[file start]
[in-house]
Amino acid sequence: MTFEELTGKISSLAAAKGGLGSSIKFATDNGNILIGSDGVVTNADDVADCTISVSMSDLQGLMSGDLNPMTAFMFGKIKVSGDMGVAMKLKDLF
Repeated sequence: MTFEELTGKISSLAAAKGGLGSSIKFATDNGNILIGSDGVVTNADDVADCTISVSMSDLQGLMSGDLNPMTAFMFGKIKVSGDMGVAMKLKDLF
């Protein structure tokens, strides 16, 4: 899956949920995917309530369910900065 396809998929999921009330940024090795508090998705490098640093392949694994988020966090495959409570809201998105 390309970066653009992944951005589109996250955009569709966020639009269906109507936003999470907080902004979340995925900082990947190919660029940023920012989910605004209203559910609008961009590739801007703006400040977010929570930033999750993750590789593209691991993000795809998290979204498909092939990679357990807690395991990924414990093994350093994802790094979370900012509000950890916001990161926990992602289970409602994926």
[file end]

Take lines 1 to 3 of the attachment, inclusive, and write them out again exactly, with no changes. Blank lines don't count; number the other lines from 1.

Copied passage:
[in-house]
Amino acid sequence: MTFEELTGKISSLAAAKGGLGSSIKFATDNGNILIGSDGVVTNADDVADCTISVSMSDLQGLMSGDLNPMTAFMFGKIKVSGDMGVAMKLKDLF
Repeated sequence: MTFEELTGKISSLAAAKGGLGSSIKFATDNGNILIGSDGVVTNADDVADCTISVSMSDLQGLMSGDLNPMTAFMFGKIKVSGDMGVAMKLKDLF